As a member of the group Minnesotans for Fair Lending, I have been made aware of the interest rates payday loan companies are charging their clients an interest rate as high as 203% APR. Impossibly high finance charges lead to repeat borrowing -- on average, customers are trapped into 10 loans per year.
Here’s how lenders set the debt trap. First, the industry does virtually no underwriting to measure a customer’s ability to pay back a loan; they only require proof of income and do not inquire about debt or expenses. Second, the industry has no limit on the number of loans or the amount of time over which they can hold people in triple-digit APR debt, up to 203%.
One could overlook this exorbitant interest rate if borrowers took out one loan, climbed out of debt and walked away satisfied. But that is not the reality surrounding this predatory loan product.
Minnesota Commerce Department data show that the typical payday loan borrower takes an average of 10 loans per year, and is in debt for 20 weeks or more at triple-digit APRs.
Eighteen other states and the District of Columbia, and the city of Moorhead in Minnesota have effective regulations in place to limit predatory payday lending. These states never allowed payday lending, or they have come around to effectively ban it -- the state of Georgia even saw fit to make payday lending a crime. Five other states have careful restrictions on this type of loan. Minnesota should join this group.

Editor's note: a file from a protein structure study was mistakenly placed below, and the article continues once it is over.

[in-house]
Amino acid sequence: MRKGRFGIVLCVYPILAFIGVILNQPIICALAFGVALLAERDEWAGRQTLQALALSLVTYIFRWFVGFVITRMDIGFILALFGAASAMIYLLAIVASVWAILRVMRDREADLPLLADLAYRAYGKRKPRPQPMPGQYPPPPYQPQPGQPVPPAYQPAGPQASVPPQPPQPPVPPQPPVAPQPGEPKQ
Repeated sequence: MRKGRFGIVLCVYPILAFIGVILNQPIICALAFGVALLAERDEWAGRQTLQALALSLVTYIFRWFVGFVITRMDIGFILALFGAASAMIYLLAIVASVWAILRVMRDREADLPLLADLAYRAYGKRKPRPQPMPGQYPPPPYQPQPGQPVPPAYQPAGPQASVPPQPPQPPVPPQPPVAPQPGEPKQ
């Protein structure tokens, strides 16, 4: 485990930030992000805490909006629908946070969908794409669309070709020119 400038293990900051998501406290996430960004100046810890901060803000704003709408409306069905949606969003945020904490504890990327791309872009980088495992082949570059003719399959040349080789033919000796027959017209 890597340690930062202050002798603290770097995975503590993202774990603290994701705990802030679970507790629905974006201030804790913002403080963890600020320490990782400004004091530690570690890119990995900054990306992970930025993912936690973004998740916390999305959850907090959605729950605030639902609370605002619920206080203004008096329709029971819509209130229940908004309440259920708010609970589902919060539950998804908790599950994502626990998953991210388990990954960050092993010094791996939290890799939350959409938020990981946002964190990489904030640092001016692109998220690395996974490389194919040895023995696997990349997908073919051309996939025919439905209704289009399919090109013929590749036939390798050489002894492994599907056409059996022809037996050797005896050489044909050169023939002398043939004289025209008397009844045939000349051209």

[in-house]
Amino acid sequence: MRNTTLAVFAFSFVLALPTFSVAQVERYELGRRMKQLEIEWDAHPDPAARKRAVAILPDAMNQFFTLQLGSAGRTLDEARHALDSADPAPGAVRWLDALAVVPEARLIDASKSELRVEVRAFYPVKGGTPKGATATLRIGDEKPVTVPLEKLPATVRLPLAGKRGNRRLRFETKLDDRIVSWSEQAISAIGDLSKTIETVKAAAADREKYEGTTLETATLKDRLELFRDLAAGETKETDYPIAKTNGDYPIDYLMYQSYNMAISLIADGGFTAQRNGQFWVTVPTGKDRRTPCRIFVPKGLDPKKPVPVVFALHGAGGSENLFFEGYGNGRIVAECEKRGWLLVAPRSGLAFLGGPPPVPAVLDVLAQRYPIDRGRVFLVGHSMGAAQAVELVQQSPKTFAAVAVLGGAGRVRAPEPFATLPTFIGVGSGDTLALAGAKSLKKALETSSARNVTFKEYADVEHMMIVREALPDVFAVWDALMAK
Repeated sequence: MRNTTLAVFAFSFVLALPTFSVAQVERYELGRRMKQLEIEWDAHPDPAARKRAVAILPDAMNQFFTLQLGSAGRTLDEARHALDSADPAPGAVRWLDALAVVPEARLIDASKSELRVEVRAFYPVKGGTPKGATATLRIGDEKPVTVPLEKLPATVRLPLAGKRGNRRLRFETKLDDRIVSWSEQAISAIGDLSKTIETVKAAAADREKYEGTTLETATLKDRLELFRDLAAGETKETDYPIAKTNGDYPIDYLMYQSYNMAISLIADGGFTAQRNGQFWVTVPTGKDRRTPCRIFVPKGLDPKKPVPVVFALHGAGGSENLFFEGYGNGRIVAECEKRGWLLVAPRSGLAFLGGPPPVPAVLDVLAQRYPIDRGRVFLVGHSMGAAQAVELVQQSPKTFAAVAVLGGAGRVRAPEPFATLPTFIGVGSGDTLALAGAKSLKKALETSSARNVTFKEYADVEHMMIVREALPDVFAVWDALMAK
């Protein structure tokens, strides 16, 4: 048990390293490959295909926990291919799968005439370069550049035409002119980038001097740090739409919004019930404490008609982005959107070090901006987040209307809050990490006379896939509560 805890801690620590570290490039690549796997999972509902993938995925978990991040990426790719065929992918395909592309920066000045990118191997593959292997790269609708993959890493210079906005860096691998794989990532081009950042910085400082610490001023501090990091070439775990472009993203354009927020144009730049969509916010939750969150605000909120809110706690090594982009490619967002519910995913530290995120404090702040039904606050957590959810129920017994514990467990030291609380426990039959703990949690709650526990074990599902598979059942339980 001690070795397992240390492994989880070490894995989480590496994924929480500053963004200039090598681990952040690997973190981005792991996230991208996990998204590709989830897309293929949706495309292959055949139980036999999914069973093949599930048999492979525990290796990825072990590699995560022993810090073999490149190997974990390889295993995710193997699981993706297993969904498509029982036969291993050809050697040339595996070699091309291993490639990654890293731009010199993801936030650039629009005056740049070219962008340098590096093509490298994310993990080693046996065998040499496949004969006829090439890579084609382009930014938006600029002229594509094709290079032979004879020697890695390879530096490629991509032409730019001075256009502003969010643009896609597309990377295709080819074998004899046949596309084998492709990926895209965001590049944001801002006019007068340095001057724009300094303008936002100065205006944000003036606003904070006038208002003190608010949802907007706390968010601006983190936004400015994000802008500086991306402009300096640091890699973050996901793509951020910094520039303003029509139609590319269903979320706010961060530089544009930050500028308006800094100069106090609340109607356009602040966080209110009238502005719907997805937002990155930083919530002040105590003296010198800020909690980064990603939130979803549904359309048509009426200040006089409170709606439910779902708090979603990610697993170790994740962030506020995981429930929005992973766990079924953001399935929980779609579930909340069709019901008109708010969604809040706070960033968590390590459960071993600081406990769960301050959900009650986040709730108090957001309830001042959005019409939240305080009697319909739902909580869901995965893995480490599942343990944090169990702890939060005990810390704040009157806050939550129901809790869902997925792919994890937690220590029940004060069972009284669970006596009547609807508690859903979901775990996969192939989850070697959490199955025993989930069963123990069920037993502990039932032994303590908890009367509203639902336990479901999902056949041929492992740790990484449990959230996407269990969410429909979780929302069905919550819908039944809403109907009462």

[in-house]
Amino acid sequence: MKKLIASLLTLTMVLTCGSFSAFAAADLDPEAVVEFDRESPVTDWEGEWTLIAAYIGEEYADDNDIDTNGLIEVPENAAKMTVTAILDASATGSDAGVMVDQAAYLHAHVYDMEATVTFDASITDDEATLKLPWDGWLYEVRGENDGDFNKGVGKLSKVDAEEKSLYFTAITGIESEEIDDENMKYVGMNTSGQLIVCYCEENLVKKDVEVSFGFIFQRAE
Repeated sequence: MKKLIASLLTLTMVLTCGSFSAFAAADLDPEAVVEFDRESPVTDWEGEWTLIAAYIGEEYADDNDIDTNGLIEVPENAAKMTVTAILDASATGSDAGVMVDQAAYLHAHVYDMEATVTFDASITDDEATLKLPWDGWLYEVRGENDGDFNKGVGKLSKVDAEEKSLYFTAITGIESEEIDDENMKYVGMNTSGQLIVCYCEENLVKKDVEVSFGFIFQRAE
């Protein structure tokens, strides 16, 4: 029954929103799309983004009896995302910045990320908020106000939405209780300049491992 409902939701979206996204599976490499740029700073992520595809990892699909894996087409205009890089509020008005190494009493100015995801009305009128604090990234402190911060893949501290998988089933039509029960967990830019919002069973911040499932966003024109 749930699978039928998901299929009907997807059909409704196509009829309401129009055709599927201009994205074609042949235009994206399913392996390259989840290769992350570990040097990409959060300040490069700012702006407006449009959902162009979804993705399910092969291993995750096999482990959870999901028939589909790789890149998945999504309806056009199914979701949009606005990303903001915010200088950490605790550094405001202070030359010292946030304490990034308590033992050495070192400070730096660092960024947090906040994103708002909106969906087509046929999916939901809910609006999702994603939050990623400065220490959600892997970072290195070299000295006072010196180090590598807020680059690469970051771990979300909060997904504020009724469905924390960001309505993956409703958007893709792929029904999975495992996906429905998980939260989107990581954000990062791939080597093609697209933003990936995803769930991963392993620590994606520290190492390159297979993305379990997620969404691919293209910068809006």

As a leader in the faith community, I vigorously oppose these outrageous practices that exploit people’s financial problems for profit. This year, a group called Minnesotans for Fair Lending is advocating at the state Capitol and in cities around the state for a basic reform to the payday lending industry: a 36% interest rate cap.
Our legislators ought to implement fair lending regulations that can tame this predatory product into what industry claims it to be -- helpful access to emergency small-amount credit -- without the trap. We are also looking to our city council to take this seriously in saying no more in our community.
Our not taking action continues to put stumbling blocks in the lives of those struggling with their finances. Rather we need to be about removing the stumbling blocks helping these people experience hope. Our turning a blind eye to this will do the opposite of what is needed.
Terry Hagensen, Turtle River, is the pastor at New Salem Lutheran Church.
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